Of the generations, Millennials are most likely to question the authenticity of online content, even when it’s shared by a peer.
In general, however, consumers are more likely to turn to people they know, their peers, or people they can relate to when it comes to trusting content.
The survey shows more than 72% of consumers trust content from a family member or friend more than celebrities or YouTubers.
Also, 68% trust a report from an eyewitness more than one from a news anchor (32%), and 84% will trust a product endorsed by an ordinary user over a celebrity (16%).
Furthermore, while content should be accurate, it also needs to be entertaining – with 35% of Millennials saying they care is something is entertaining over accurate.
Consumers are also becoming more selective about the types of content they engage with, as they have less time and more to sift through.
According to Adobe, nearly seven in 10 consumers would choose to view something that is ‘beautifully designed’ versus something that is plain.
Furthermore, consumers say they’re likely to stop viewing content or will change devices if the content layout and imagery is unattractive (73%), the content takes too long to load (83%), or the content is too long (68%).
As people are more distracted in today’s digital world and time becomes a precious commodity, video is increasingly a powerful medium, Adobe’s survey shows.
In fact, when limited to a 15 minute window to consume content, 66% would rather watch a video on breaking news rather than read an article.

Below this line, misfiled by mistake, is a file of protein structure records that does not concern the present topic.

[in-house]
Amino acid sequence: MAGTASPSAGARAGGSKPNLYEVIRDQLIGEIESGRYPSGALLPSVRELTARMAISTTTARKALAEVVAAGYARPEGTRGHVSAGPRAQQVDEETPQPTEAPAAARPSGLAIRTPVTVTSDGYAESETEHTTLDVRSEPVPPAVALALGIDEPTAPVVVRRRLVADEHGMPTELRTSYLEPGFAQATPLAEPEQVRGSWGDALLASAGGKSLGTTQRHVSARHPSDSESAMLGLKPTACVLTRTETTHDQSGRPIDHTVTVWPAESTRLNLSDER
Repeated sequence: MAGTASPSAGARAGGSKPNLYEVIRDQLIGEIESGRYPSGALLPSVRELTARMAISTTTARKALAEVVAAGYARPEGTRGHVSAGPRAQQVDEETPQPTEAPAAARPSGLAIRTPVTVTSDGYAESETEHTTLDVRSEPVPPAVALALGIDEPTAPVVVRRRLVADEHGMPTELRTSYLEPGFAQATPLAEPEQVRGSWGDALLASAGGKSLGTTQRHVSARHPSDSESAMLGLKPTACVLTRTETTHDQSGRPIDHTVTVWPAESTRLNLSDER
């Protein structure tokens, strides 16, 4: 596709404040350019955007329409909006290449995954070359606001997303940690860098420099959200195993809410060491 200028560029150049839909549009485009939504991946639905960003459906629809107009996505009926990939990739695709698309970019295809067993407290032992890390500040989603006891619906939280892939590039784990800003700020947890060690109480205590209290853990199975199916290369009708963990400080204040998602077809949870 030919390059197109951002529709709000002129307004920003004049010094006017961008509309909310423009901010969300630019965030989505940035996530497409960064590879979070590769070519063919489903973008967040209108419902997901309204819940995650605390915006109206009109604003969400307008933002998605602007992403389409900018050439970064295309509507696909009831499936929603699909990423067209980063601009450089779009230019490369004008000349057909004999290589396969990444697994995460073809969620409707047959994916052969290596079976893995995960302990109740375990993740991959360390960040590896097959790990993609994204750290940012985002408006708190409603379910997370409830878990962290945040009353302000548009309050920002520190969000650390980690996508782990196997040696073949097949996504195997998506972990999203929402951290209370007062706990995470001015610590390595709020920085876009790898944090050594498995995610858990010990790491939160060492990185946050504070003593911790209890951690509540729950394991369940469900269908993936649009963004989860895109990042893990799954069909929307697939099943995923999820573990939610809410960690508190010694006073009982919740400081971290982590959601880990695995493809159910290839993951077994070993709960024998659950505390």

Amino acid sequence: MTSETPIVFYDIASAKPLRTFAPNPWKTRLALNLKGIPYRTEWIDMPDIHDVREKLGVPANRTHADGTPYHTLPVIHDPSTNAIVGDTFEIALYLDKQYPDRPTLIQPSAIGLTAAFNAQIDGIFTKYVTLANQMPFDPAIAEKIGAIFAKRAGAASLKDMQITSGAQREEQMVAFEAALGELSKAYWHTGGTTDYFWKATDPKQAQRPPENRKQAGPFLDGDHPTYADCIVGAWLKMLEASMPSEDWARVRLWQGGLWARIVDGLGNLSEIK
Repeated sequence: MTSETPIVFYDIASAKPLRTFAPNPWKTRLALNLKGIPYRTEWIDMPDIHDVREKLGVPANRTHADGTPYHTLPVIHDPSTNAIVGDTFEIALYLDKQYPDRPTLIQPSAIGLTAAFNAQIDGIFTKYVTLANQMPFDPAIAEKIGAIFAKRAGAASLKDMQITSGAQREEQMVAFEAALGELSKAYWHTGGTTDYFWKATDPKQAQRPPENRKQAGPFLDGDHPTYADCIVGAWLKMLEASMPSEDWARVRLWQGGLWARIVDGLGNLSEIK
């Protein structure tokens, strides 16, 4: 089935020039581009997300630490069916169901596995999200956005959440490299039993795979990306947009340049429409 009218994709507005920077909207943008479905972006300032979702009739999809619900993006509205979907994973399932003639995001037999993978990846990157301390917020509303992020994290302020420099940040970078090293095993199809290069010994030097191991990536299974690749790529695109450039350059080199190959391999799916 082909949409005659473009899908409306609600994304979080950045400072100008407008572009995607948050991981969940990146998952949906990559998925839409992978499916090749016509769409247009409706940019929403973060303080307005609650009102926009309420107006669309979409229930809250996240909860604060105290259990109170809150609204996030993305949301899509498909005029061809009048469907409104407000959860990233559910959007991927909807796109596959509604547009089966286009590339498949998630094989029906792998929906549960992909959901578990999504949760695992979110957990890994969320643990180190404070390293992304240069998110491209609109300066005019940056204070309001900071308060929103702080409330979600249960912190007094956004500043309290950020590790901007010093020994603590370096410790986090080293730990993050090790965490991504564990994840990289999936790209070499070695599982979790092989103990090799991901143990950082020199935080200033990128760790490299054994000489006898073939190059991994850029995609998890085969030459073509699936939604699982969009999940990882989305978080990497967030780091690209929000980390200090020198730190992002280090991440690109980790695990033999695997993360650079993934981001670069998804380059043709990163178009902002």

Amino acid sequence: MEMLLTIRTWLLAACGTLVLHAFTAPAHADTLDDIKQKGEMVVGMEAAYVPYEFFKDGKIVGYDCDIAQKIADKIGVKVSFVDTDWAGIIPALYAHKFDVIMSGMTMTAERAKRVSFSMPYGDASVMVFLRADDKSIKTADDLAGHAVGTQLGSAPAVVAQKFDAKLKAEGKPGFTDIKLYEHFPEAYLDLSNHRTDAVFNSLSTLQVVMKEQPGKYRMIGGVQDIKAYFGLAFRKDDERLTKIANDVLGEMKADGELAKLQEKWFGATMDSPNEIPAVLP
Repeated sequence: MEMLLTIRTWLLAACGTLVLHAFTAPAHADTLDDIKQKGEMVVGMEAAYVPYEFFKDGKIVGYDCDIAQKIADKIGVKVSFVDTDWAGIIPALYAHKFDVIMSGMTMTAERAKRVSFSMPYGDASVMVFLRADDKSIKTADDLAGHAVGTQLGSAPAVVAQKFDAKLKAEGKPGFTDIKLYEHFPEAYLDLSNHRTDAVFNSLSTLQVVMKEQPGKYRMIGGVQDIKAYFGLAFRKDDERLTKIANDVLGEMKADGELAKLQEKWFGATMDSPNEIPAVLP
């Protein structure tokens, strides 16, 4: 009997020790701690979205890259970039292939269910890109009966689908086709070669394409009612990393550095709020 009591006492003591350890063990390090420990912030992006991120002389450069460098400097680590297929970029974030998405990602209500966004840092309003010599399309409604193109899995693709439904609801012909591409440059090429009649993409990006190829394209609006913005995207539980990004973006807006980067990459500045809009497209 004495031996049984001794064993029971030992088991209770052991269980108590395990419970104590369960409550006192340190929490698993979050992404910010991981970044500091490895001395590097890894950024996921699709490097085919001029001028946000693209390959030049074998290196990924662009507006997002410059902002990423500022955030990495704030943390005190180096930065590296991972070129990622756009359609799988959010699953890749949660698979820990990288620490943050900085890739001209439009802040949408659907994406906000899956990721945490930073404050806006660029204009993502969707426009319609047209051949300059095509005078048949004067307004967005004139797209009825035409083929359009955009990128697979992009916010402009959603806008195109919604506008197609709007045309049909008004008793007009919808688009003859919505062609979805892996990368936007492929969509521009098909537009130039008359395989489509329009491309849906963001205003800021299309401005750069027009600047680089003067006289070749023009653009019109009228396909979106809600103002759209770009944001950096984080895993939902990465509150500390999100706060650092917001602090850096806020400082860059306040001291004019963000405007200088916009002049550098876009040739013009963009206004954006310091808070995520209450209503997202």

Martin says, “Mobile is the next video platform. Users are beginning to watch video on mobile phones in more significant numbers.
“Online video platforms facilitate the distribution of mobile content on an instant and global basis.
“Marketers can use these platforms not only to reach their customers where they are at any given moment, but also to connect with potential new customers, as mobile video distribution grows even wider.”
Brands and creators feel the pressure
The pressure on creators is building as it becomes more important to produce engaging, authentic, relevant content that will captivate consumers in the ever changing digital world.
In fact, Adobe research finds creatives feel pressure to create content faster than ever before, and to keep up 40% are using mobile devices to create content wherever they are.
Both creatives and businesses are also using mobile platforms to open up conversations with consumers and working to create more personal relationships.
“Mobile is about tapping into technology-based platforms while on the go; it’s about downloading and using specific, customised features that enhance the mobile consumer’s productivity, performance, and even entertainment breaks while leveraging locations and time as never before.
“A movie is like a full-course meal, surfing the web is lunch, and mobile is snacking – constantly, constantly snacking,” says Martin.
So who’s rising to the top in this changing landscape? Those brands that create cohesive, authentic ‘personalities’ that capitalise on the mobile experience and create content that’s tailored not only to the audience, but the form, function and device it’s being consumed on, to create relevant, high quality content experiences.
The findings from the The State of Content: Expectations on the Rise’ report were released at Adobe’s MAX 2015 event, held in Los Angeles from October 5-7.